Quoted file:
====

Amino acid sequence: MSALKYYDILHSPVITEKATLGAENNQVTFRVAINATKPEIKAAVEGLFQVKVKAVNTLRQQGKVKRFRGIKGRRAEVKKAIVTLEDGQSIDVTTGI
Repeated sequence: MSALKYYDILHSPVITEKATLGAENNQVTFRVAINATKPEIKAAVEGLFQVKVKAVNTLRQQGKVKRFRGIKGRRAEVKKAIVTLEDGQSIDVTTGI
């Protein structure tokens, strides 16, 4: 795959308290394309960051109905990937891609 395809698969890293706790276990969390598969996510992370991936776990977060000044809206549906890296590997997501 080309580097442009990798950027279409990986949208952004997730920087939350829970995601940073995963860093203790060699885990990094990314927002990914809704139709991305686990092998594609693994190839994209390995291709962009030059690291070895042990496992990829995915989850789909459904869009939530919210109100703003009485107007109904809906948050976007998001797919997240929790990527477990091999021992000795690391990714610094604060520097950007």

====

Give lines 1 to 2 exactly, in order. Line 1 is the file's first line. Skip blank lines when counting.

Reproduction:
Amino acid sequence: MSALKYYDILHSPVITEKATLGAENNQVTFRVAINATKPEIKAAVEGLFQVKVKAVNTLRQQGKVKRFRGIKGRRAEVKKAIVTLEDGQSIDVTTGI
Repeated sequence: MSALKYYDILHSPVITEKATLGAENNQVTFRVAINATKPEIKAAVEGLFQVKVKAVNTLRQQGKVKRFRGIKGRRAEVKKAIVTLEDGQSIDVTTGI